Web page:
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Changes in Cutaneous Kaposi's Sarcoma in a Patient Infected With the Human Immunodeficiency Virus: Follow-up to a Controlled Hyperimmunization Trial

Changes in Cutaneous Kaposi's Sarcoma in a Patient Infected With the Human Immunodeficiency... Abstract To the Editor.— Kaposi's sarcoma (KS) is a neoplasm characterized by a proliferation of fibroblastic and microvascular elements with abnormal endothelial cells, extravasated erythrocytes, and spindle-shaped cell infiltration. Kaposi's sarcoma may be systemic with many foci in the mucous membranes, lymph nodes, or visceral organs. In current epidemiology, however, a virulent cutaneous form found on the extremities, trunk, neck, head, or in the oral cavity is a sign of acquired immunodeficiency syndrome (AIDS) in patients infected with the human immunodeficiency virus (HIV).1,2Treatment for KS-AIDS has included chemotherapy, radiation therapy, antiretroviral agents, and immunomodulators in patients with indolent disease.3,4 Because of severely depressed cell-mediated immunity, KS-AIDS patients have a poor tolerance for the myelosuppressive effects of standard antineoplastic agents.5 Recombinant interferon alfa has been the most thoroughly studied of the nonsuppressive immunomodulators, and is most likely to be beneficial in the absence of systemic disease and opportunistic References 1. Safai B, Johnson KG, Myskowski PL, et al. The natural history of Kaposi's sarcoma in the acquired immunodeficiency syndrome . Ann Intern Med . 1985;103:744-750.Crossref 2. Landesman SH, Vieira J. Acquired immune deficiency syndrome (AIDS): a review . Arch Intern Med . 1983;143:2307-2309.Crossref 3. Mitsuyasu RT. AIDS-related Kaposi's sarcoma: a review of its pathogenesis and treatment . Blood Rev . 1988;2:222-231.Crossref 4. Mitsuyasu RT. Kaposi's sarcoma in the acquired immunodeficiency syndrome . Infect Dis Clin North Am . 1988;2:511-523. 5. Sarna G, Mitsuyasu R, Figlin R, Ambersley J, Groopman J. Oral vinzolidine as therapy for Kaposi's sarcoma and carcinomas of lung, breast, and colon/rectum . Cancer Chemother Pharmacol . 1985;14:12-14.Crossref 6. Volberding PA, Mitsuyasu R. Recombinant interferon alpha in the treatment of acquired immune deficiency syndrome-related Kaposi's sarcoma . Semin Oncol . 1985;12:2-6. 7. Mitsuyasu RT. Clinical variants and staging of Kaposi's sarcoma . Semin Oncol . 1987;14:13-18. 8. Pitts FN Jr, Allen AD. Clinical improvement of two patients with T lymphotropic retrovirus diseases after polio vaccine hyperimmunization . Clin Immunol Immunopathol . 1987;43:277-280.Crossref http://www.deepdyve.com/assets/images/DeepDyve-Logo-lg.png Archives of Dermatology American Medical Association

Changes in Cutaneous Kaposi's Sarcoma in a Patient Infected With the Human Immunodeficiency Virus: Follow-up to a Controlled Hyperimmunization Trial

Archives of Dermatology , Volume 126 (6) – Jun 1, 1990

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Publisher
American Medical Association
Copyright
Copyright © 1990 American Medical Association. All Rights Reserved.
ISSN
0003-987X
eISSN
1538-3652
DOI
10.1001/archderm.1990.01670300133032
Publisher site
See Article on Publisher Site

Abstract

Abstract To the Editor.— Kaposi's sarcoma (KS) is a neoplasm characterized by a proliferation of fibroblastic and microvascular elements with abnormal endothelial cells, extravasated erythrocytes, and spindle-shaped cell infiltration. Kaposi's sarcoma may be systemic with many foci in the mucous membranes, lymph nodes, or visceral organs. In current epidemiology, however, a virulent cutaneous form found on the extremities, trunk, neck, head, or in the oral cavity is a sign of acquired immunodeficiency syndrome (AIDS) in patients infected with the human immunodeficiency virus (HIV).1,2Treatment for KS-AIDS has included chemotherapy, radiation therapy, antiretroviral agents, and immunomodulators in patients with indolent disease.3,4 Because of severely depressed cell-mediated immunity, KS-AIDS patients have a poor tolerance for the myelosuppressive effects of standard antineoplastic agents.5 Recombinant interferon alfa has been the most thoroughly studied of the nonsuppressive immunomodulators, and is most likely to be beneficial in the absence of systemic disease and opportunistic References 1. Safai B, Johnson KG, Myskowski PL, et al. The natural history of Kaposi's sarcoma in the acquired immunodeficiency syndrome . Ann Intern Med . 1985;103:744-750.Crossref 2. Landesman SH, Vieira J. Acquired immune deficiency syndrome (AIDS): a review . Arch Intern Med . 1983;143:2307-2309.Crossref 3. Mitsuyasu RT. AIDS-related Kaposi's sarcoma: a review of its pathogenesis and treatment . Blood Rev . 1988;2:222-231.Crossref 4. Mitsuyasu RT. Kaposi's sarcoma in the acquired immunodeficiency syndrome . Infect Dis Clin North Am . 1988;2:511-523. 5. Sarna G, Mitsuyasu R, Figlin R, Ambersley J, Groopman J. Oral vinzolidine as therapy for Kaposi's sarcoma and carcinomas of lung, breast, and colon/rectum . Cancer Chemother Pharmacol . 1985;14:12-14.Crossref 6. Volberding PA, Mitsuyasu R. Recombinant interferon alpha in the treatment of acquired immune deficiency syndrome-related Kaposi's sarcoma . Semin Oncol . 1985;12:2-6. 7. Mitsuyasu RT. Clinical variants and staging of Kaposi's sarcoma . Semin Oncol . 1987;14:13-18. 8. Pitts FN Jr, Allen AD. Clinical improvement of two patients with T lymphotropic retrovirus diseases after polio vaccine hyperimmunization . Clin Immunol Immunopathol . 1987;43:277-280.Crossref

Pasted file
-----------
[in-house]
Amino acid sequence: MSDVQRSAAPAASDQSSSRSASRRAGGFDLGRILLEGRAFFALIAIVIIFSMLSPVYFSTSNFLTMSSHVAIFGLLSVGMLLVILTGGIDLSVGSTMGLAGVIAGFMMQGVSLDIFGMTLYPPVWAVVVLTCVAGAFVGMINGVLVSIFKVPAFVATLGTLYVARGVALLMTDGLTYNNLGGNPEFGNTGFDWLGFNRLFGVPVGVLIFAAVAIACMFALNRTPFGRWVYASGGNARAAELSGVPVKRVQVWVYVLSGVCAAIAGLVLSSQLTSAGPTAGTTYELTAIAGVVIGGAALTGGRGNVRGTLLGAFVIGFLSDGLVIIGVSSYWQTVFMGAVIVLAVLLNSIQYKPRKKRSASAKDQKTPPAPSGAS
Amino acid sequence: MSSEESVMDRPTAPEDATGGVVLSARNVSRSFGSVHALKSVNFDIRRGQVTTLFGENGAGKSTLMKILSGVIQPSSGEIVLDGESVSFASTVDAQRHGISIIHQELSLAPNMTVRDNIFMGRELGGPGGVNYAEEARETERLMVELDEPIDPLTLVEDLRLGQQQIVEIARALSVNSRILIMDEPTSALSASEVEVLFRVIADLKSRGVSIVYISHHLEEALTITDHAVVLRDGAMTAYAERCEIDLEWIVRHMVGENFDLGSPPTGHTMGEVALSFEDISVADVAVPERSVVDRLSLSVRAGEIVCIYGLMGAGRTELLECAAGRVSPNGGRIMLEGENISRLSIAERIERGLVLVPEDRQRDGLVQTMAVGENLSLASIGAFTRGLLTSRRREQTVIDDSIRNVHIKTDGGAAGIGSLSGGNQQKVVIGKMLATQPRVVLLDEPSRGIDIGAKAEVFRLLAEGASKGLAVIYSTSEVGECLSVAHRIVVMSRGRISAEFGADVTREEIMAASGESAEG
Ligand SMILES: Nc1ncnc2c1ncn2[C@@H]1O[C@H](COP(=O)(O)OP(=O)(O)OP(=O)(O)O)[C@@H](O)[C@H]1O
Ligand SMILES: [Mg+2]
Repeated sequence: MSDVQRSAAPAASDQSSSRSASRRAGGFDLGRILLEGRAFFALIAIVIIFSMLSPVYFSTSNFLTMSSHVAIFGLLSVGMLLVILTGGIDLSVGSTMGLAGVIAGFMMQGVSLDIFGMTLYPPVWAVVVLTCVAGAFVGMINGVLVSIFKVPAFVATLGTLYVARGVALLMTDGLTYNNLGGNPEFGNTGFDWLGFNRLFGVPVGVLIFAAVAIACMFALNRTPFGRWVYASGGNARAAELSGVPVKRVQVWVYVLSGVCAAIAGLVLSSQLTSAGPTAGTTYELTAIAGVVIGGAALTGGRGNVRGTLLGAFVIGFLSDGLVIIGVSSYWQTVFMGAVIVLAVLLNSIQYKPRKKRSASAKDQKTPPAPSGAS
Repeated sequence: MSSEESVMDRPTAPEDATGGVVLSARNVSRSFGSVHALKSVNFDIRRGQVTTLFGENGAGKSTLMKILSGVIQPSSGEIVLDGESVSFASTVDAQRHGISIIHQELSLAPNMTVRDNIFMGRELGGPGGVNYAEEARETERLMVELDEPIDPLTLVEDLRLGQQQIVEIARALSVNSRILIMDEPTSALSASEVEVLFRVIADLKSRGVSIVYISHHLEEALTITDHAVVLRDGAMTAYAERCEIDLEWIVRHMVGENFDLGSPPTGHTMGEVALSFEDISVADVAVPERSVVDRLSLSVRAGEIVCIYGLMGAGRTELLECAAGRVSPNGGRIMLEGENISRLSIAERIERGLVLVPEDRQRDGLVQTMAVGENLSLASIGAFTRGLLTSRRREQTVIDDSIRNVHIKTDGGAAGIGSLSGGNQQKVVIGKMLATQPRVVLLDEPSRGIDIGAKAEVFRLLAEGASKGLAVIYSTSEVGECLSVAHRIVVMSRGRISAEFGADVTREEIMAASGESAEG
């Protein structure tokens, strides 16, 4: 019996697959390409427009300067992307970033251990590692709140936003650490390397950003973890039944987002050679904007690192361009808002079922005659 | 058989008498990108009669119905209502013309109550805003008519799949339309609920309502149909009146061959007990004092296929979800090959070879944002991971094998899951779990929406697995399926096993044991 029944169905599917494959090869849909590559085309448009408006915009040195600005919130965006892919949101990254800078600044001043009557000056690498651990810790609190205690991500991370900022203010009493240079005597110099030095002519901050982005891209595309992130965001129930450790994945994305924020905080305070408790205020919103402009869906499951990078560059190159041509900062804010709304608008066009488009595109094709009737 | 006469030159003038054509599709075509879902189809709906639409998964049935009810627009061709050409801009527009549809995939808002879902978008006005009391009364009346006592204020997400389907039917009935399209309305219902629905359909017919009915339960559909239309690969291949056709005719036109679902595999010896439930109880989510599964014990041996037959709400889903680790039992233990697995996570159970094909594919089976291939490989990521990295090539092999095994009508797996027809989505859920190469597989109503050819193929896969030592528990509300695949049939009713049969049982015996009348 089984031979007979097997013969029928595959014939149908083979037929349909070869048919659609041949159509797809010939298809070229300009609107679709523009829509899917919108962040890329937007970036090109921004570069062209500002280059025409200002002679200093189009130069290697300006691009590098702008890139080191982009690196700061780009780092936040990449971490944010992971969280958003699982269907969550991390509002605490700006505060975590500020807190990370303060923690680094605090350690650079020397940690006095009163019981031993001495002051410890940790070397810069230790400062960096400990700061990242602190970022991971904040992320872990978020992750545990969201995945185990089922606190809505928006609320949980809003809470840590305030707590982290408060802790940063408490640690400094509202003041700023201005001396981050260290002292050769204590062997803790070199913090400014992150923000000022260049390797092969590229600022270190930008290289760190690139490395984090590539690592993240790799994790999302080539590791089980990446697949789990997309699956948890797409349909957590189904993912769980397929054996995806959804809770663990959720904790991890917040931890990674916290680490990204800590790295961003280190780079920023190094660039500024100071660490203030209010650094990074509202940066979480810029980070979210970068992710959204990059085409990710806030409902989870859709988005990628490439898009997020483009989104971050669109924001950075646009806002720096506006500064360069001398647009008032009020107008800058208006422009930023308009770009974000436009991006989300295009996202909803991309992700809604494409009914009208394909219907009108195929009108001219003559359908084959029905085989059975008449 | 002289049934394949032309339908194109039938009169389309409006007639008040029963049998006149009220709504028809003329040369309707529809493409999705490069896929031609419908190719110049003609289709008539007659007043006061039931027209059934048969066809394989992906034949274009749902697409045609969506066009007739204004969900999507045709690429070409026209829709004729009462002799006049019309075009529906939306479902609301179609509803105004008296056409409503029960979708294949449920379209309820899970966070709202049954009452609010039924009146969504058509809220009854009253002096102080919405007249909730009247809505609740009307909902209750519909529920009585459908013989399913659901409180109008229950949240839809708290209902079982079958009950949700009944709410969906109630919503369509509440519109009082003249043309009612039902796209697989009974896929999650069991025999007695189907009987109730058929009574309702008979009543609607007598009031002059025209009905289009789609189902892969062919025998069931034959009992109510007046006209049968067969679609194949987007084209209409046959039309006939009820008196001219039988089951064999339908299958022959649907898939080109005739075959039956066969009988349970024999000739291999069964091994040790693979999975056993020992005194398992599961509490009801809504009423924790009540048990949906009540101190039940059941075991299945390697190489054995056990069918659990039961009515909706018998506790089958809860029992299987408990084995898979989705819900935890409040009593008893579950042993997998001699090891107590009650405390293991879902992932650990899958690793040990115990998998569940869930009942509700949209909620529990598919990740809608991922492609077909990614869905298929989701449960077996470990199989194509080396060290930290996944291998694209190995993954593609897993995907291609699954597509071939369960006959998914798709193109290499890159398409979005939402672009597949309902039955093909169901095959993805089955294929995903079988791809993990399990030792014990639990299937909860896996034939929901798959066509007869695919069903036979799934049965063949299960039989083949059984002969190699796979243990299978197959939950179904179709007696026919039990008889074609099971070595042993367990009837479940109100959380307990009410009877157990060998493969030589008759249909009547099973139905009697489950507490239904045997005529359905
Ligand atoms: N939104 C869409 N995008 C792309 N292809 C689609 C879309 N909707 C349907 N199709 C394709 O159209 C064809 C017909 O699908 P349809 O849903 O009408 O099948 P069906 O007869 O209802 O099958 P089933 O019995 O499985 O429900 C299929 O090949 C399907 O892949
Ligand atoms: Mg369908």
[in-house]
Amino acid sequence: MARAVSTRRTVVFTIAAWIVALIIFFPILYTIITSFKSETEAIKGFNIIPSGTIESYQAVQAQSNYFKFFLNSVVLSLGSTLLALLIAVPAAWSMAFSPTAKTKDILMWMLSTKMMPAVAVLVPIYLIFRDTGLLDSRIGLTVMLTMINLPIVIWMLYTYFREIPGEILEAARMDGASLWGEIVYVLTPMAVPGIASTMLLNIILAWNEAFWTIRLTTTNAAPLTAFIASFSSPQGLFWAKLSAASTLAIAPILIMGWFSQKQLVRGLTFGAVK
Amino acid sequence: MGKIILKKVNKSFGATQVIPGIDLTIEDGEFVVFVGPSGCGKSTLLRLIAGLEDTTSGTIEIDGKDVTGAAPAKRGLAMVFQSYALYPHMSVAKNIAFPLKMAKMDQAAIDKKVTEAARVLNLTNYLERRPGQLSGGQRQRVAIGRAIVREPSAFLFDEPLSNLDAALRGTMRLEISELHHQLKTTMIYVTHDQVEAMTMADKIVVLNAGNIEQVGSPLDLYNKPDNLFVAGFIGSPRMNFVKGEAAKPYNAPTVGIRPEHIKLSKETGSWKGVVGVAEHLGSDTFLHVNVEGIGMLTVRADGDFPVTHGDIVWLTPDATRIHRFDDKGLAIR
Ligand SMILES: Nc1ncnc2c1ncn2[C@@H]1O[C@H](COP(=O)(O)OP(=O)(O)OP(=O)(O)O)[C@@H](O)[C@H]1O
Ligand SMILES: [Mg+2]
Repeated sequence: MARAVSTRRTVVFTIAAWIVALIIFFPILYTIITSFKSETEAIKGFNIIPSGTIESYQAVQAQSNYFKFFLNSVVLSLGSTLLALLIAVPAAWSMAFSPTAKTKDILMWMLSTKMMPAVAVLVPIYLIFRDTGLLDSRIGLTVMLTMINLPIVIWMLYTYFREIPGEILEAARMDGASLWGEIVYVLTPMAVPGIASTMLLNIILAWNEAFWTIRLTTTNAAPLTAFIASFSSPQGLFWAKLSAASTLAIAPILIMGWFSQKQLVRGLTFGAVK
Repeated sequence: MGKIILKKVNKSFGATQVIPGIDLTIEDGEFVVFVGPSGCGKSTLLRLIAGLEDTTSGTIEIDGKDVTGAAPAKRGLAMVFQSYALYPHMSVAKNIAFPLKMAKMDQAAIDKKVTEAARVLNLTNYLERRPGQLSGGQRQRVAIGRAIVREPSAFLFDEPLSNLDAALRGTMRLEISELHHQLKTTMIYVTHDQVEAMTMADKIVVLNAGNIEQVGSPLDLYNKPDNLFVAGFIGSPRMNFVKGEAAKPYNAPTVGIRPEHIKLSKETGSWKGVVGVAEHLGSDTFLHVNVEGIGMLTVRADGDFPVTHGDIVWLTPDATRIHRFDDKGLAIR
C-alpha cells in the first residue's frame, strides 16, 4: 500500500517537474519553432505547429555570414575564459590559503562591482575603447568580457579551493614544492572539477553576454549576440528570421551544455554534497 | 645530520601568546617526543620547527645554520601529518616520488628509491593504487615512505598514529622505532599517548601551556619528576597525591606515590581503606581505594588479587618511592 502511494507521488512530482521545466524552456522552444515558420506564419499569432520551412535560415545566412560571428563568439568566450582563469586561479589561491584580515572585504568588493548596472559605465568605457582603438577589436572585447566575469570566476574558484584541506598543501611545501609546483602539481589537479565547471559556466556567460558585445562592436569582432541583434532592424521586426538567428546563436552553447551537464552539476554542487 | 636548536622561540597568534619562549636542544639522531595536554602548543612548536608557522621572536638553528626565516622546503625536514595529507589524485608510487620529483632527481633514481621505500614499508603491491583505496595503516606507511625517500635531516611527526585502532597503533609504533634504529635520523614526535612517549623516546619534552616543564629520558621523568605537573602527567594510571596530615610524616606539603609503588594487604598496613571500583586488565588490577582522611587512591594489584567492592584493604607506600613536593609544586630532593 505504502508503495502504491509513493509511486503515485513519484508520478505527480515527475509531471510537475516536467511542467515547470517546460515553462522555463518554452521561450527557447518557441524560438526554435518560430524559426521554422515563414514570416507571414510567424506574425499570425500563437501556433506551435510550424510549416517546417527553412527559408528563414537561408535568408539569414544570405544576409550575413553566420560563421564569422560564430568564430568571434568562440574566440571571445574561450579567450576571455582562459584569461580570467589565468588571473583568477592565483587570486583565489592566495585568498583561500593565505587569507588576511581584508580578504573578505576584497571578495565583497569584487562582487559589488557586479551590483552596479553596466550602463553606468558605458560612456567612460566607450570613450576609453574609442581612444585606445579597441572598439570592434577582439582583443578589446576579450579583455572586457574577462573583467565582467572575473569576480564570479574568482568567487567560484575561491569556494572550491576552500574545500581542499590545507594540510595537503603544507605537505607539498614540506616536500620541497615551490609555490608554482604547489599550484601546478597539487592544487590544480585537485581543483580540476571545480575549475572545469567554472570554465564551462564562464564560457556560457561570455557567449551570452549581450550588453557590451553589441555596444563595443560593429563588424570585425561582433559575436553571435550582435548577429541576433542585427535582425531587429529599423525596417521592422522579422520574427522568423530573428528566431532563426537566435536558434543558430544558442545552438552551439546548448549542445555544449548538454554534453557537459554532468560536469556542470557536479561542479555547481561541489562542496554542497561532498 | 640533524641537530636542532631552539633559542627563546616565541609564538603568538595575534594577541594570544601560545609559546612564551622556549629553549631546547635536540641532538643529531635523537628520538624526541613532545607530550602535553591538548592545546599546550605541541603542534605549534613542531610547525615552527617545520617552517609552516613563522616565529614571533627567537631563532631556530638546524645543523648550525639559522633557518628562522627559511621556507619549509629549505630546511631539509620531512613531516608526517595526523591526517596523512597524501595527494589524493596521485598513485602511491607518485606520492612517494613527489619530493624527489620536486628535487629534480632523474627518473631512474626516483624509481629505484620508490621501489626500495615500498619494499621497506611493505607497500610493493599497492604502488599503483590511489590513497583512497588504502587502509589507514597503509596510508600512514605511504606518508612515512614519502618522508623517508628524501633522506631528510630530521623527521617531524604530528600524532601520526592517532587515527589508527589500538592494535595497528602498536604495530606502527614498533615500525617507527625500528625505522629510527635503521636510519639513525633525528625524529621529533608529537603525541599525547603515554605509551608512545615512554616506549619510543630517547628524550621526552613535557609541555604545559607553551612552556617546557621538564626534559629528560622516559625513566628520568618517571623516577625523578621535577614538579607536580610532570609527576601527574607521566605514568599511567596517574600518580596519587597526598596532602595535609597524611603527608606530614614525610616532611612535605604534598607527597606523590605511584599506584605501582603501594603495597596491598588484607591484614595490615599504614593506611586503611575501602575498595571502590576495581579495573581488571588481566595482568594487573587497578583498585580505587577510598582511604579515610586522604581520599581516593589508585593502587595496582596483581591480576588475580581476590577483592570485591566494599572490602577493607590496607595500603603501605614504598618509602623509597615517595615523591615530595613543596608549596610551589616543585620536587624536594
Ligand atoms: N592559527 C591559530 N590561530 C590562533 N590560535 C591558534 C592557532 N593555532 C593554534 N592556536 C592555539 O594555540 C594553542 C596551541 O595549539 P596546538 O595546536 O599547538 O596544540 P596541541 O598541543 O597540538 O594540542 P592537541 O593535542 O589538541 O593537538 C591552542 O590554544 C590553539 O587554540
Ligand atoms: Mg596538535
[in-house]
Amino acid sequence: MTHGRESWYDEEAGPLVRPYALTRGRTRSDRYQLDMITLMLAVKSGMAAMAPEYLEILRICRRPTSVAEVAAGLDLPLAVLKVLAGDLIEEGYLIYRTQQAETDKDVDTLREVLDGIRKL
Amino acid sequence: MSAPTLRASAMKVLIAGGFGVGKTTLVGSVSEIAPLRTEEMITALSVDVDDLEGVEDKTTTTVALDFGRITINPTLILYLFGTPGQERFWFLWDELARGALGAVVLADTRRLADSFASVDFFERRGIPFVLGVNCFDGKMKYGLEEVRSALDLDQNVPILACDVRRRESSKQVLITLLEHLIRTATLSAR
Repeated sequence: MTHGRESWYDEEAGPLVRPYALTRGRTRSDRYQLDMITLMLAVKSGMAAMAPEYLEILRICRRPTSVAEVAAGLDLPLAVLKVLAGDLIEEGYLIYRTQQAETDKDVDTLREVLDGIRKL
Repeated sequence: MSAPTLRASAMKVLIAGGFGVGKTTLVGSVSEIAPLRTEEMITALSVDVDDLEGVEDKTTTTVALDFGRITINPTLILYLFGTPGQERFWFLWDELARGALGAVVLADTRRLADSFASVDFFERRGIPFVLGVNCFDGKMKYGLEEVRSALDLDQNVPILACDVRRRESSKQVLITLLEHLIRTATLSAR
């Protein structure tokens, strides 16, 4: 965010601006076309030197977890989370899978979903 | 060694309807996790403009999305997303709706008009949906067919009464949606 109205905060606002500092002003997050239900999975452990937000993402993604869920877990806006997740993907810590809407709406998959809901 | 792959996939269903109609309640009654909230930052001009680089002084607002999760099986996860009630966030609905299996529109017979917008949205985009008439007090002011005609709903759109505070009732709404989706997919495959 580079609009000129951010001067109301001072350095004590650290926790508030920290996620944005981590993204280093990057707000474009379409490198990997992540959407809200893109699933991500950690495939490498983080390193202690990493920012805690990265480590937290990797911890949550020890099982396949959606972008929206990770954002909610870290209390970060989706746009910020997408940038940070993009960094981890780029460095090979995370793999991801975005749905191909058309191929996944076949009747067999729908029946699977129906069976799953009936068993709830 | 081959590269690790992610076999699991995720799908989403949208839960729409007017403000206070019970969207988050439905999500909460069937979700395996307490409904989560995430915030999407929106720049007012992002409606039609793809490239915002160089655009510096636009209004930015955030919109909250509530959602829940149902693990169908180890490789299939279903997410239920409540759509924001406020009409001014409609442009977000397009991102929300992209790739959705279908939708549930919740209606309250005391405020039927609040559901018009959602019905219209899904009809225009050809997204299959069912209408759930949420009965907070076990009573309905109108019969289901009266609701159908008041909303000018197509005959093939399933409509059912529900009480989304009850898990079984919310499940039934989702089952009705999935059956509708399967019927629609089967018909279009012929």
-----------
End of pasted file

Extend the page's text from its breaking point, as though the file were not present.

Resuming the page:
Journal

Archives of DermatologyAmerican Medical Association

Published: Jun 1, 1990

References